Katja Trinkwalder and Pia-Marie Stute have designed Accessories For The Paranoid, a series of add-on accessories for those who are concerned about surveillance and their data security.
The project explores an alternative approach to data security through four different “parasitic” objects, such as a webcam that projects fabricated scenes and a button that generates fake online data. These pieces work to block or thwart the collection of people’s user information in different ways by generating fake data to blur their digital profiles, hiding users’ true data identities behind “a veil of fictive information”.
The first object in the series is the “un-hacking” webcam, which takes the principle of a toy camera and applies it to data security by displaying different, fabricated scenes through the webcam as if it was in real-time. The webcam addresses fears of hackers gaining access to the cameras positioned at the top of users’ laptops or smart devices, allowing them to see into their personal spaces.
The second object is an add-on to the well-known Amazon Echo virtual assistant, which responds to the call of “Alexa”. The design aims to prevent the user’s sensitive information from being heard either by fitting onto the top of the device and “numbing” Alexa when needed, or by feeding fake information to the device. For the latter, users can choose between three modes to play over the voiceover. These are white noise that lets no information slip through, pre-recorded quests to occupy Alexa with useless tasks, or dialogues from random movie scenes that make the device collect fake information about the user and their surroundings.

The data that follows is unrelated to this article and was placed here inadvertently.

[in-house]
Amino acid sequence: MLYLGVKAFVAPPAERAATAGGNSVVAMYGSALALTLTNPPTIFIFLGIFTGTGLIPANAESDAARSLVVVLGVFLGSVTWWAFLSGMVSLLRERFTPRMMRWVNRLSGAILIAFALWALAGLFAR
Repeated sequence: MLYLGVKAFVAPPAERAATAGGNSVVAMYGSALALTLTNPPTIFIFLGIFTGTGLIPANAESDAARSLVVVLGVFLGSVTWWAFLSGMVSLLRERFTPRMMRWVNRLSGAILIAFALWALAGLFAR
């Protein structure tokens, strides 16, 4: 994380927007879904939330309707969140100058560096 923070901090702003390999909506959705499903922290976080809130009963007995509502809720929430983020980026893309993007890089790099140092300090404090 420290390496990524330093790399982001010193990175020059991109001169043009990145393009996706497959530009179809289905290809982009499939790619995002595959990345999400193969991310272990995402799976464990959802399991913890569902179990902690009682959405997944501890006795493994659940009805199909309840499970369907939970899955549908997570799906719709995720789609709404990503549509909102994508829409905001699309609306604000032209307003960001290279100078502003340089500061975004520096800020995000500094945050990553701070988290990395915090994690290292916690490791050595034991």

Connected to any computer, the third object in the series will generate fake online data. By pushing the button, an algorithm will randomly create site-specific content on the websites of services such as Google, Facebook, YouTube, Twitter or Amazon. Once the browser has been opened, this object will access a popular service and leave fault digital traces.
The final object in the collection can be connected to any device able to collect data. It aims to blur people’s use patterns by randomly pushing the buttons of the device it’s attached to when activated. This then creates fake user patterns when the user sleeps during night time, or when they’re not at home.
While none of these prototype products can be bought, they act as a demonstration of the common desire to protect our privacy.
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